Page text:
This essay examines the Volunteer sermons printed by Belfast printer and bookseller, James Magee in 1779-1781. It focuses on the marketing, reception and controversy of these sermons, their significance in terms of the national print trade and the impact they brought to bear upon printing in the smaller towns of Ulster. This essay also contextualises the enormity of Volunteer support in Belfast, and the connection between Volunteerism and a literacy culture manifest in the publication of these addresses. It is supplemented by a useful appendix of published Volunteer sermons, 1778-1783.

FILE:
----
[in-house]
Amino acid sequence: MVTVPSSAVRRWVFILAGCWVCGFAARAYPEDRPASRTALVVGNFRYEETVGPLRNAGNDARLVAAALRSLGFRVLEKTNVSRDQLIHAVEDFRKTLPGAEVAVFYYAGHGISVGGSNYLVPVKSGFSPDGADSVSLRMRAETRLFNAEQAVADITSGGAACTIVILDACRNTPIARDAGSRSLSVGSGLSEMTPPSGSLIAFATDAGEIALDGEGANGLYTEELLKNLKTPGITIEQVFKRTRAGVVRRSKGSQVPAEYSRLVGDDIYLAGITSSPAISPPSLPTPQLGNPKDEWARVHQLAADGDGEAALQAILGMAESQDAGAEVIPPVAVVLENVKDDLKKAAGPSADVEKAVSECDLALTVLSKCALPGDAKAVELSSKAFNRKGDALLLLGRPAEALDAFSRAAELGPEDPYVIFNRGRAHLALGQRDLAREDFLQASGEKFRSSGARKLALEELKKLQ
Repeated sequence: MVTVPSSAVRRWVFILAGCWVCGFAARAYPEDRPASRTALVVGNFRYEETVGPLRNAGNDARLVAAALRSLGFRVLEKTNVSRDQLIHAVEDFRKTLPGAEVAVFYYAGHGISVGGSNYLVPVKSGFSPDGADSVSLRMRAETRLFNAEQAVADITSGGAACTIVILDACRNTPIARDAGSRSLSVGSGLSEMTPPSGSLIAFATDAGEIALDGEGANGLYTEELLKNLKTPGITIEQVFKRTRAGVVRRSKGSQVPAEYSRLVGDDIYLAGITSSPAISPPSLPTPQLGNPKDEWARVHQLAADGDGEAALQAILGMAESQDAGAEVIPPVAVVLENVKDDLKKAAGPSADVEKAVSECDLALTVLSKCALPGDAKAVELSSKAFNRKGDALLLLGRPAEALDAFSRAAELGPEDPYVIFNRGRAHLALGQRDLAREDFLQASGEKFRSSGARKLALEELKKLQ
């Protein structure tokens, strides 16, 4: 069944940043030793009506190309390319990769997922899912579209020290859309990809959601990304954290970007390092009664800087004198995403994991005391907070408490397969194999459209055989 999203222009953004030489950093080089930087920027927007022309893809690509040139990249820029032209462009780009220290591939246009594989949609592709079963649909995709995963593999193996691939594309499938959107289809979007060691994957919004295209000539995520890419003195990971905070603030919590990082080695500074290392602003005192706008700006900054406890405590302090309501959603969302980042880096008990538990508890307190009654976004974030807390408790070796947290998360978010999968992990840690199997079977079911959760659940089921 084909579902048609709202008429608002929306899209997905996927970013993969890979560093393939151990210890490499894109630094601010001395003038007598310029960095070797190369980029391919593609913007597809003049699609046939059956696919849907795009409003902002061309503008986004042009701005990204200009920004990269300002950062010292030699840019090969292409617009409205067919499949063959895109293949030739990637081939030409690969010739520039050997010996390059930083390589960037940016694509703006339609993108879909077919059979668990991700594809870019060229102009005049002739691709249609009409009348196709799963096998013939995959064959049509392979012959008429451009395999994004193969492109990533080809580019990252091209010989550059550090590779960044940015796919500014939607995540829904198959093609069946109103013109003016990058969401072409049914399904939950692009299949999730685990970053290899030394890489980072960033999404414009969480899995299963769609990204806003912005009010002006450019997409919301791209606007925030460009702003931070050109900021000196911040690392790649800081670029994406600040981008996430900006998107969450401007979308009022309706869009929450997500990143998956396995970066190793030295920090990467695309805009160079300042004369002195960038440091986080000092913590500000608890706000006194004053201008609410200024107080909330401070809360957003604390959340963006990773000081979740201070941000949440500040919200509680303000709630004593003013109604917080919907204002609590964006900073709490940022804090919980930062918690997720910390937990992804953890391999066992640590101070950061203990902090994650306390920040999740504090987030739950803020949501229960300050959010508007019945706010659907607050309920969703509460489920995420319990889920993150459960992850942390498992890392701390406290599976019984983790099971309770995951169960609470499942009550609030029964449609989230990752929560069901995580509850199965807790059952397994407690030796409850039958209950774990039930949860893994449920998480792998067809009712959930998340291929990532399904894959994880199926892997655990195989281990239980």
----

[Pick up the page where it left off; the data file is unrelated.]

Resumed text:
|Number of pages||29|
|Publication status||Published - 01 Dec 2011|
ASJC Scopus subject areas
- Arts and Humanities(all)
- Cultural Studies
- Sociology and Political Science